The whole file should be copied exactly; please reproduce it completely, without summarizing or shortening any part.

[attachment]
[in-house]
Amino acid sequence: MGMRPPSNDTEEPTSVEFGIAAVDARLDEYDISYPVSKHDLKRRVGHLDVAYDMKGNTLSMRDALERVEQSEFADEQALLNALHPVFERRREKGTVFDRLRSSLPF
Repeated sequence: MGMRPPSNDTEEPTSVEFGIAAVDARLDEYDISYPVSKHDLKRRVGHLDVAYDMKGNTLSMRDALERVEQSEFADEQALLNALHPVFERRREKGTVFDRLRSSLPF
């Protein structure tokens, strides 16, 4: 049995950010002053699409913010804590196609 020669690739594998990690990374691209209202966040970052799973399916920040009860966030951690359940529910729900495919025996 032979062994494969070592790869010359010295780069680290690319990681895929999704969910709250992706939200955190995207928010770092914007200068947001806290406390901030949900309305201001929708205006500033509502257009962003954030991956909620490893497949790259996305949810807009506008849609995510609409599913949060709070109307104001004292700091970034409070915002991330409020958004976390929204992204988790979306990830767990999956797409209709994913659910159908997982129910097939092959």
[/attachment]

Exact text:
[in-house]
Amino acid sequence: MGMRPPSNDTEEPTSVEFGIAAVDARLDEYDISYPVSKHDLKRRVGHLDVAYDMKGNTLSMRDALERVEQSEFADEQALLNALHPVFERRREKGTVFDRLRSSLPF
Repeated sequence: MGMRPPSNDTEEPTSVEFGIAAVDARLDEYDISYPVSKHDLKRRVGHLDVAYDMKGNTLSMRDALERVEQSEFADEQALLNALHPVFERRREKGTVFDRLRSSLPF
């Protein structure tokens, strides 16, 4: 049995950010002053699409913010804590196609 020669690739594998990690990374691209209202966040970052799973399916920040009860966030951690359940529910729900495919025996 032979062994494969070592790869010359010295780069680290690319990681895929999704969910709250992706939200955190995207928010770092914007200068947001806290406390901030949900309305201001929708205006500033509502257009962003954030991956909620490893497949790259996305949810807009506008849609995510609409599913949060709070109307104001004292700091970034409070915002991330409020958004976390929204992204988790979306990830767990999956797409209709994913659910159908997982129910097939092959």